Consistently amusing, intermittently very funny, Pineapple Express marks a change in genre for David Gordon Green and, unlike Snow Angels (2007), does nothing to dispute that he is among the finest young American filmmakers at work today. It is Green’s wry, unsentimental tone that redeems the questionable screenplay by Seth Rogen and Evan Goldberg, the pair who wrote Greg Mottola’s drearily unfunny 2007 comedy Superbad. Judd Apatow also contributed to the original story of Pineapple Express.
The title refers to a new rare kind of marijuana that perpetually stoned process server Dale (Rogen, unlikeable and inept) left at the scene of a murder he witnesses; the two killers are a corrupt cop (an unexpectedly poker-faced Rosie Perez) and Ted, the man Dale had intended to serve, the drug lord of “El Dorado,” a vast underground field of marijuana, and, unfortunately for Dale, the one from whom his own dealer, Saul (James Franco, likeable and in high gear), had bought the pineapple express. Will Ted hunt down and kill Dale? Fearful, Dale is on the run, and among those whom he has embroiled in his flight are his high schooler girlfriend, Amber, and of course Saul.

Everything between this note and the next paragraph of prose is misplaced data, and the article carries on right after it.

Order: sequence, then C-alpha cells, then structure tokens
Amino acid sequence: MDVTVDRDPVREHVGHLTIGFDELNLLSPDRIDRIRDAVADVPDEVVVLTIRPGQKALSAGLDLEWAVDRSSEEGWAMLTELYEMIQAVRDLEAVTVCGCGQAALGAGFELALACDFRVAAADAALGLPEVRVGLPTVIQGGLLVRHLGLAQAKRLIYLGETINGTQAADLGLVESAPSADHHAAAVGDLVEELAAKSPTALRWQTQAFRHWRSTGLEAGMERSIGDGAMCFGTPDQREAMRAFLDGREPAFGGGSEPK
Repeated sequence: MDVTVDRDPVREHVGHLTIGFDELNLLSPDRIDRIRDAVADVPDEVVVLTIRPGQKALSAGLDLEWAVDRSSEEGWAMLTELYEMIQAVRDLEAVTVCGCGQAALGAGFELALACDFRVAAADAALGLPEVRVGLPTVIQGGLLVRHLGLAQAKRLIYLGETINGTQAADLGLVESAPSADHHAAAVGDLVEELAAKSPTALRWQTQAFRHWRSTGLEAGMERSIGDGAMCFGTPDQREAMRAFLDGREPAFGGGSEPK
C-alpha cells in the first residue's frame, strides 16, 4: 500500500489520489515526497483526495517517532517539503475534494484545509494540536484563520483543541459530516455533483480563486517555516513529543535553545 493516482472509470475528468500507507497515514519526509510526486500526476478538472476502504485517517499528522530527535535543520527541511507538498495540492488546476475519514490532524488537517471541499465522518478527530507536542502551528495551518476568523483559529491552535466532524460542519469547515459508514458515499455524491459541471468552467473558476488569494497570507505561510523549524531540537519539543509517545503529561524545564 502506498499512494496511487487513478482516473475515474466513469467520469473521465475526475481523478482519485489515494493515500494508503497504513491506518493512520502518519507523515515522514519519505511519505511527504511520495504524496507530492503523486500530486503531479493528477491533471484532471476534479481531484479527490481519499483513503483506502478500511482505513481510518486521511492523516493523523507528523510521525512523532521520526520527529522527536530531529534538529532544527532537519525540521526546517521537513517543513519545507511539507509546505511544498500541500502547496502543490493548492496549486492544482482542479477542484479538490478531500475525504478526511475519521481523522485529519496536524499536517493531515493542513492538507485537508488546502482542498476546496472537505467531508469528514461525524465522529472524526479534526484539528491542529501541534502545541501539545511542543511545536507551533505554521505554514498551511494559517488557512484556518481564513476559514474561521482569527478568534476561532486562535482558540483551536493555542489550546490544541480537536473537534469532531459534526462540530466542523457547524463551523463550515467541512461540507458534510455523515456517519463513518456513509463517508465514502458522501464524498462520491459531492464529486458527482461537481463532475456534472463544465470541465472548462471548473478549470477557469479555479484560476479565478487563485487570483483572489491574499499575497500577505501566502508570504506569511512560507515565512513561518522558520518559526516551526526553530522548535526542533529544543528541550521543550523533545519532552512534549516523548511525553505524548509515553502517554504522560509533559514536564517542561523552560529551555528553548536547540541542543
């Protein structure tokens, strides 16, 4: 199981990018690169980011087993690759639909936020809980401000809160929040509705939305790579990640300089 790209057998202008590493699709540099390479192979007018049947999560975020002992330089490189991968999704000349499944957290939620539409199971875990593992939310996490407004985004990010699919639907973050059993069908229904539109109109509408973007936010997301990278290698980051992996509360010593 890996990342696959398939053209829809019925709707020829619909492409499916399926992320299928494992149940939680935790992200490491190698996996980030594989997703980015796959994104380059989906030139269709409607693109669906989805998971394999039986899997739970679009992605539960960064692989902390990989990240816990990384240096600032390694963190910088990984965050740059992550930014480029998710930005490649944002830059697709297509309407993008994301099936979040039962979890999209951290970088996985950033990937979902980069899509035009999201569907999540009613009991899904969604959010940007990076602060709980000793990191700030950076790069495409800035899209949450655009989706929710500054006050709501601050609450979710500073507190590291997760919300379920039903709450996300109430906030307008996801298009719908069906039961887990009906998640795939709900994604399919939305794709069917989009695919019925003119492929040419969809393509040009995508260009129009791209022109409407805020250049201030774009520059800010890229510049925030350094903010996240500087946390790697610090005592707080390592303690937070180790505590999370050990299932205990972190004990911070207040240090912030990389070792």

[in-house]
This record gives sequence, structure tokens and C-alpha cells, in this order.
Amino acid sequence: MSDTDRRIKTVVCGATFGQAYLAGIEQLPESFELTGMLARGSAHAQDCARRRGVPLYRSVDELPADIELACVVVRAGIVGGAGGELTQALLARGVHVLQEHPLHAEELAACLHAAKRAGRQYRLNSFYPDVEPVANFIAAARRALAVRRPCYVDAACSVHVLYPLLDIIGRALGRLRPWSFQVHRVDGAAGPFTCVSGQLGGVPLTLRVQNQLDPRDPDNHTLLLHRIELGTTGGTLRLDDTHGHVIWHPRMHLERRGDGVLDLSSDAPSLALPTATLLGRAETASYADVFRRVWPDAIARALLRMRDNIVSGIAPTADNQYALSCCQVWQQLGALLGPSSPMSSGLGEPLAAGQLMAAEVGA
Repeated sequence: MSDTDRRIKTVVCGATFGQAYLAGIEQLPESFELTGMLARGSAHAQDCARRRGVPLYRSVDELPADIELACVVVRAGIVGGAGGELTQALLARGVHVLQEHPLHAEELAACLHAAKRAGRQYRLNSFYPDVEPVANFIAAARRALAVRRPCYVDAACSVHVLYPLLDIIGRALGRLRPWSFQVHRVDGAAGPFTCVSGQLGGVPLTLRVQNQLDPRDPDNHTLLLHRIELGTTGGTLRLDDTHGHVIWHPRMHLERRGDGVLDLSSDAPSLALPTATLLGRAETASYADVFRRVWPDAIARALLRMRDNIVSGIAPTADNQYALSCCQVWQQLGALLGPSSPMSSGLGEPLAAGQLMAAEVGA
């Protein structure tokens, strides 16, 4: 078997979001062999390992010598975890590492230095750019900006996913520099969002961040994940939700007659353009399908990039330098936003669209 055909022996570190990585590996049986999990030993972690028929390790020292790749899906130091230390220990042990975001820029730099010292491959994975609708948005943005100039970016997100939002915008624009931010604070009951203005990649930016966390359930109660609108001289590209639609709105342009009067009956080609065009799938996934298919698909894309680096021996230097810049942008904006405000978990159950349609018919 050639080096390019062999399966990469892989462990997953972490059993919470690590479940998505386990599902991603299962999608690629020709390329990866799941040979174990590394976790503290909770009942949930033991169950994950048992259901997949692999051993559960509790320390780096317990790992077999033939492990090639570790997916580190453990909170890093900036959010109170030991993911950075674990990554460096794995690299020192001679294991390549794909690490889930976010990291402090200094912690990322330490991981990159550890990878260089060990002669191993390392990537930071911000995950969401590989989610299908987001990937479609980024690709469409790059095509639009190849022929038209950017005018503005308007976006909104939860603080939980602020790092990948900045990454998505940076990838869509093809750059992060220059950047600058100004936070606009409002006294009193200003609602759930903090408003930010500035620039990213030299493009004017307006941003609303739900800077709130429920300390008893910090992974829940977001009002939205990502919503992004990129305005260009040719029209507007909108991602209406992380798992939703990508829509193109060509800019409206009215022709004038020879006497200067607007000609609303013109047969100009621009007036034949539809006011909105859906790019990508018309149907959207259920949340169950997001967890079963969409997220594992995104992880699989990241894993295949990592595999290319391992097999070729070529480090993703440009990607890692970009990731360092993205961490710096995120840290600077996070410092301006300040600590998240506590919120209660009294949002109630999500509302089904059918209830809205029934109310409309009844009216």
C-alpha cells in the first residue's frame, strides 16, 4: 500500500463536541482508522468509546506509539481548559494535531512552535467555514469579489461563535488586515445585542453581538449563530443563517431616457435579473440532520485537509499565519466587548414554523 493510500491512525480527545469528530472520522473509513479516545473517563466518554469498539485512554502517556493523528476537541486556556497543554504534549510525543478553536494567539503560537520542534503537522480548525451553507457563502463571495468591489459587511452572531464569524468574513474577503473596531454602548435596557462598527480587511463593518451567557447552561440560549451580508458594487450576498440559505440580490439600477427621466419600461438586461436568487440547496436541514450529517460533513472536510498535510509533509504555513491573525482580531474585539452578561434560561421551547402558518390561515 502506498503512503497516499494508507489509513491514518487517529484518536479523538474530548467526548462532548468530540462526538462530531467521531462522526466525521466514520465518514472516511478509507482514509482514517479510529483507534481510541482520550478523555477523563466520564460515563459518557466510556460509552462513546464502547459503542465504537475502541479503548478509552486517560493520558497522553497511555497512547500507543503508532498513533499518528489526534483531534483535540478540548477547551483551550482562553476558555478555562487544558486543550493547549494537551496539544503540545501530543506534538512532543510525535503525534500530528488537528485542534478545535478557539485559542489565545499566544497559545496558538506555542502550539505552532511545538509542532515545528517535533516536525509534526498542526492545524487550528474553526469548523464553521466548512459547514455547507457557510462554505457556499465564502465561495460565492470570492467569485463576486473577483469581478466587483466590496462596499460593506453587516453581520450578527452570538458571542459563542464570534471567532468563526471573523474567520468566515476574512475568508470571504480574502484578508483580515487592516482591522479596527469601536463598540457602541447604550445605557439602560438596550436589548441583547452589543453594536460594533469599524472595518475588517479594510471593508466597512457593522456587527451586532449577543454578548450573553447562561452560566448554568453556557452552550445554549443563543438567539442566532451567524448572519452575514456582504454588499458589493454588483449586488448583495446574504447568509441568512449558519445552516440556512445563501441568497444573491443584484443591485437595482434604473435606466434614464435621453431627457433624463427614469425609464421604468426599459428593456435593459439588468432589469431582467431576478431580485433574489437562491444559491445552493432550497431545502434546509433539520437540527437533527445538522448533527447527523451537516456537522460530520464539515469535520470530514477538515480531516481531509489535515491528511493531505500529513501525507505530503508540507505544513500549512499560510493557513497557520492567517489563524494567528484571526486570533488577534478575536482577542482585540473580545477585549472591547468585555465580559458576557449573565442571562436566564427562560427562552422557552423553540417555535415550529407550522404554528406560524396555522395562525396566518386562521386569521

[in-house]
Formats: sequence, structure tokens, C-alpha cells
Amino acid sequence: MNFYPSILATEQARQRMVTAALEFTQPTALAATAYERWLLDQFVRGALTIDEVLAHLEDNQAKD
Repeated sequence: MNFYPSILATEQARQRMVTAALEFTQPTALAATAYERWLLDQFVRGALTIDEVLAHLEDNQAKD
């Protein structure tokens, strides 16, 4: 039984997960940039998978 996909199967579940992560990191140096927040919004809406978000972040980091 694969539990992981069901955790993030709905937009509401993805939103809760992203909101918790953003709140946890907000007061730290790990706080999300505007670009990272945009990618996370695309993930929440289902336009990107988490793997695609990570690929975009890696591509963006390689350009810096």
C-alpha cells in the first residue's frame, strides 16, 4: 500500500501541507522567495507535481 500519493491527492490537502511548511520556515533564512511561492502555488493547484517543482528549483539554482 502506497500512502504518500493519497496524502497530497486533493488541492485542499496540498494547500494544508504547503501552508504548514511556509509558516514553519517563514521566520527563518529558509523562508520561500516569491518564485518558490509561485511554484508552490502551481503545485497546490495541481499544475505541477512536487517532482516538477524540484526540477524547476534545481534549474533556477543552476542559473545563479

There is a fine black-and-white prologue, set in the early twentieth century, where the U.S. military is clandestinely testing the effects of marijuana. Their recommendation that marijuana be declared illegal is based on the contempt for military authority that it fosters. The entire film is refreshingly pro-pot; all the film’s bloody violence and nasty plot testify to the outcome of the illegalization of marijuana.
The film includes one of the funniest car chases I’ve seen. There’s considerable violence, especially when an Asian gang squares off with Ted’s gang, and much of it accounts for a good many sight gags.
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